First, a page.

Tuesday, October 18, 2011

It's a Man's Man's Man's Excuse

I recently finished "I Don't Know How She Does It" by Allison Pearson, about an investment banker trying to juggle motherhood with a busy career. I spent most of the book thinking to myself, "YES! YES! That's EXACTLY how it is!" It actually made me feel better about myself as a working mother because at least I'm not jetting to Milan every weekend.

One of my YES moments when reading the book was when the protagonist was late for work because her nanny didn't show up on time, but she felt like she should use "a man's excuse" instead. Men aren't late because of sick kids or tardy nannies--men are late because of traffic or car trouble. And male bosses respect a man's excuse more than a woman's excuse.

Lately I've been forced to use the "sick kid" excuse a lot and I always hate it. I haven't used it as an excuse to not do work or not show up, but to explain why I'm being extremely efficient, skipping lunch, avoiding small talk, and postponing a few things till the next day. It's embarrassing for me and makes me feel unreliable. Especially when sick kid isn't miraculously better in one day and eventually requires a doctor's visit, then second kid gets sick right after. That's nearly two weeks of having to mumble excuses about sick kids.

It makes me feel like I'm seen as unreliable. It makes me feel like I'm being labeled as "that woman who's always leaving early because her kids are sick." It certainly doesn't make me feel like I'm going to get a raise or promotion any time soon.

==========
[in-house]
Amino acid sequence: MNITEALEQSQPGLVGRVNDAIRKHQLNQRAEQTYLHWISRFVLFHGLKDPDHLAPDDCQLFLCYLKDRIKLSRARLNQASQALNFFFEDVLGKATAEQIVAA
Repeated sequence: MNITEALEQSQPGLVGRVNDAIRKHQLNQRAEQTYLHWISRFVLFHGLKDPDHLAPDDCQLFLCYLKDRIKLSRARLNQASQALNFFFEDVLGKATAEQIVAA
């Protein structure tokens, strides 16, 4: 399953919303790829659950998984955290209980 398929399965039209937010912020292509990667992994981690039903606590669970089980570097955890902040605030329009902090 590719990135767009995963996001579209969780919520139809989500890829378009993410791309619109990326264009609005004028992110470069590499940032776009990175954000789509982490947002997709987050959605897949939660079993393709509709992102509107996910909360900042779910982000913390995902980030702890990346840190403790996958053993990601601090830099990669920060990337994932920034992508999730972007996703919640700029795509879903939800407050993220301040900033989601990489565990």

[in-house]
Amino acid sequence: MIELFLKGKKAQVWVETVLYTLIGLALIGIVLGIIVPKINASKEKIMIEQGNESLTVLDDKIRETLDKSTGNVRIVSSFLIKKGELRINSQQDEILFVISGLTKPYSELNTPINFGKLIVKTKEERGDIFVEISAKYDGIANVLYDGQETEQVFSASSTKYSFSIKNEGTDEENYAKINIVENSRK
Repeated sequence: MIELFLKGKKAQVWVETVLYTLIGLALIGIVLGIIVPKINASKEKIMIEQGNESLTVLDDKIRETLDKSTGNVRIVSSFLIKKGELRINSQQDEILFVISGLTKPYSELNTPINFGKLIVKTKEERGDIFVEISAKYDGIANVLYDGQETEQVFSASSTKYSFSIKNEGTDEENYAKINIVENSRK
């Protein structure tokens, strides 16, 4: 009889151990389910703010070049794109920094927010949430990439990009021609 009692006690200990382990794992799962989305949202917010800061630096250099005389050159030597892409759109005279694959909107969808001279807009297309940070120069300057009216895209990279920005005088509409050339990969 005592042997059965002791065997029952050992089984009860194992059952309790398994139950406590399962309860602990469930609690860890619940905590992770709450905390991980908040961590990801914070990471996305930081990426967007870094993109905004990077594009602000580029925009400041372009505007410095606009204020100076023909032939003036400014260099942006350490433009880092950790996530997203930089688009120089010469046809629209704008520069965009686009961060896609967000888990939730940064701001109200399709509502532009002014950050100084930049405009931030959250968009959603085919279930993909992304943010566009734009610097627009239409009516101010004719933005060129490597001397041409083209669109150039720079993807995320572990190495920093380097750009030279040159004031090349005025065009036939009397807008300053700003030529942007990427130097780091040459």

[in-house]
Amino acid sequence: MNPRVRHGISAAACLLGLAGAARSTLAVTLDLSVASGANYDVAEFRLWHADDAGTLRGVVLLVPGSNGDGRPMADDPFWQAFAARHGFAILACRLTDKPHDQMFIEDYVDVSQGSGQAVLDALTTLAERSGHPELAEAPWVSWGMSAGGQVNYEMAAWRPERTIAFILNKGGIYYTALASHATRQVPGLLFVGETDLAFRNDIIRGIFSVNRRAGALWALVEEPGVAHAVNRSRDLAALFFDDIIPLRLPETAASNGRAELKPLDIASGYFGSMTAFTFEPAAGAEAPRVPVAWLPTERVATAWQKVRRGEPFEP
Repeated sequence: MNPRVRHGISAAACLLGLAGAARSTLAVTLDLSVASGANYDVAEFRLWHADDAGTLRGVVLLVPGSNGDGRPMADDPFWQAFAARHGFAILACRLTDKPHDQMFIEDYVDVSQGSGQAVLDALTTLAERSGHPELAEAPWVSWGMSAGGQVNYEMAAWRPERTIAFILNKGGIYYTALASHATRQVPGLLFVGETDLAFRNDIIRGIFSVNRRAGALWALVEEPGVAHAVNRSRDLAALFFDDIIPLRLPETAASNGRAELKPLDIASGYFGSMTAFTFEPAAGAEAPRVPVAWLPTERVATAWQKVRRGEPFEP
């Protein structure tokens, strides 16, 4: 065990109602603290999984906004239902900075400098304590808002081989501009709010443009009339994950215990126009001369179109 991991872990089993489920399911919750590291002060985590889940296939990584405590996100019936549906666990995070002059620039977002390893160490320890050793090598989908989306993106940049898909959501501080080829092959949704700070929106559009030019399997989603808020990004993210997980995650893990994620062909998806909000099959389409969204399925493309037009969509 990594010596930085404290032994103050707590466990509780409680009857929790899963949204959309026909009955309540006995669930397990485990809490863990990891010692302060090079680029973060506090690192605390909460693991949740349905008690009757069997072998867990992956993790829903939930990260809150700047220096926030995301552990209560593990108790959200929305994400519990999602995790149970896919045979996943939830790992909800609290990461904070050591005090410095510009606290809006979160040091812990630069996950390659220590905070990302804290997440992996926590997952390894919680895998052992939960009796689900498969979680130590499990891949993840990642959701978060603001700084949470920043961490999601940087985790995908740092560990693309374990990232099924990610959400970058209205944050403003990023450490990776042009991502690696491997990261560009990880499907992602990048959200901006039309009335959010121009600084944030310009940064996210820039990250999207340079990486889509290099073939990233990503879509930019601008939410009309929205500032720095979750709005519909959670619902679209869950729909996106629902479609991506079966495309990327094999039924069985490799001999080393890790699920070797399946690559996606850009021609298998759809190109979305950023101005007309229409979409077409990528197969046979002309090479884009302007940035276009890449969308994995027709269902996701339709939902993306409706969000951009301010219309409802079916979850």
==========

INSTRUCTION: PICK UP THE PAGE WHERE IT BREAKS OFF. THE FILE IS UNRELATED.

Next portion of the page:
But what else can I do?


  1. People probably are viewing you that way. :-P

    I worry that this will be a problem for my husband when I start residency, since HE will be the one who has to take care of the sick kid when that happens. I wonder if a "woman's" excuse supplied by a man is taken more or less seriously than if it's supplied by a woman. What is the hierarchy of excuses?

    Is it:
    1. Man supplying man excuse
    2. Woman supplying man excuse
    3. Man supplying woman excuse
    4. Woman supplying woman excuse

    Wishing your household improved health, Fizzy.

  2. OMDG: My husband has already taken far more work liberties for the kids than I have (two sick days in the last two weeks to my none), yet he doesn't seem to be stressing about it at all.